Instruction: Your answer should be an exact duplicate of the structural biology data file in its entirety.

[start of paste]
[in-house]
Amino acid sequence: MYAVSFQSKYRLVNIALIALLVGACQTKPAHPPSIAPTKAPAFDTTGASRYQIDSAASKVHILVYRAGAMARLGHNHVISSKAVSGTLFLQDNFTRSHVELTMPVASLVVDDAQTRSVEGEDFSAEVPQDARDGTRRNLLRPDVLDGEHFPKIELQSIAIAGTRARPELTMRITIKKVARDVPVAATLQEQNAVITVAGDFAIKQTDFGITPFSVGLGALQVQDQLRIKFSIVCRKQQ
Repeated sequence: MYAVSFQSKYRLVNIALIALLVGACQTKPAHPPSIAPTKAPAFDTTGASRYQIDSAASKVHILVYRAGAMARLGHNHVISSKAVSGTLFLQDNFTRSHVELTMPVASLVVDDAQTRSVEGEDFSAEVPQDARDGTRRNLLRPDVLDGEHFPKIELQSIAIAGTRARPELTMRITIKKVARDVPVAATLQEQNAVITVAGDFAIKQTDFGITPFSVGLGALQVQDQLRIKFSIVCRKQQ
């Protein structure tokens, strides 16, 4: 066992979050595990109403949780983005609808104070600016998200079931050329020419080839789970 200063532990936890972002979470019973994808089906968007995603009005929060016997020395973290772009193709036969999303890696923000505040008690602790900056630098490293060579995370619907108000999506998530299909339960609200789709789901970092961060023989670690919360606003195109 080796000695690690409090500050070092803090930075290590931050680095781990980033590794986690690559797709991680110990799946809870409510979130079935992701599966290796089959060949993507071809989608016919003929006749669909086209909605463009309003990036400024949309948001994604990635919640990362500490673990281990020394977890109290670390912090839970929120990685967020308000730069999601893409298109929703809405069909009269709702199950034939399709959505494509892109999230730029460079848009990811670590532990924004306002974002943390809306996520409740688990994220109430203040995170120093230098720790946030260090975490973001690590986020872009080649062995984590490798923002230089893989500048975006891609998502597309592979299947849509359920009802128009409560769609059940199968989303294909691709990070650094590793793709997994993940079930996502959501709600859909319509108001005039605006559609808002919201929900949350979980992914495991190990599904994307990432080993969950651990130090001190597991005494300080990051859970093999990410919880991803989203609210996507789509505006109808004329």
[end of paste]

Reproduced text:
[in-house]
Amino acid sequence: MYAVSFQSKYRLVNIALIALLVGACQTKPAHPPSIAPTKAPAFDTTGASRYQIDSAASKVHILVYRAGAMARLGHNHVISSKAVSGTLFLQDNFTRSHVELTMPVASLVVDDAQTRSVEGEDFSAEVPQDARDGTRRNLLRPDVLDGEHFPKIELQSIAIAGTRARPELTMRITIKKVARDVPVAATLQEQNAVITVAGDFAIKQTDFGITPFSVGLGALQVQDQLRIKFSIVCRKQQ
Repeated sequence: MYAVSFQSKYRLVNIALIALLVGACQTKPAHPPSIAPTKAPAFDTTGASRYQIDSAASKVHILVYRAGAMARLGHNHVISSKAVSGTLFLQDNFTRSHVELTMPVASLVVDDAQTRSVEGEDFSAEVPQDARDGTRRNLLRPDVLDGEHFPKIELQSIAIAGTRARPELTMRITIKKVARDVPVAATLQEQNAVITVAGDFAIKQTDFGITPFSVGLGALQVQDQLRIKFSIVCRKQQ
């Protein structure tokens, strides 16, 4: 066992979050595990109403949780983005609808104070600016998200079931050329020419080839789970 200063532990936890972002979470019973994808089906968007995603009005929060016997020395973290772009193709036969999303890696923000505040008690602790900056630098490293060579995370619907108000999506998530299909339960609200789709789901970092961060023989670690919360606003195109 080796000695690690409090500050070092803090930075290590931050680095781990980033590794986690690559797709991680110990799946809870409510979130079935992701599966290796089959060949993507071809989608016919003929006749669909086209909605463009309003990036400024949309948001994604990635919640990362500490673990281990020394977890109290670390912090839970929120990685967020308000730069999601893409298109929703809405069909009269709702199950034939399709959505494509892109999230730029460079848009990811670590532990924004306002974002943390809306996520409740688990994220109430203040995170120093230098720790946030260090975490973001690590986020872009080649062995984590490798923002230089893989500048975006891609998502597309592979299947849509359920009802128009409560769609059940199968989303294909691709990070650094590793793709997994993940079930996502959501709600859909319509108001005039605006559609808002919201929900949350979980992914495991190990599904994307990432080993969950651990130090001190597991005494300080990051859970093999990410919880991803989203609210996507789509505006109808004329």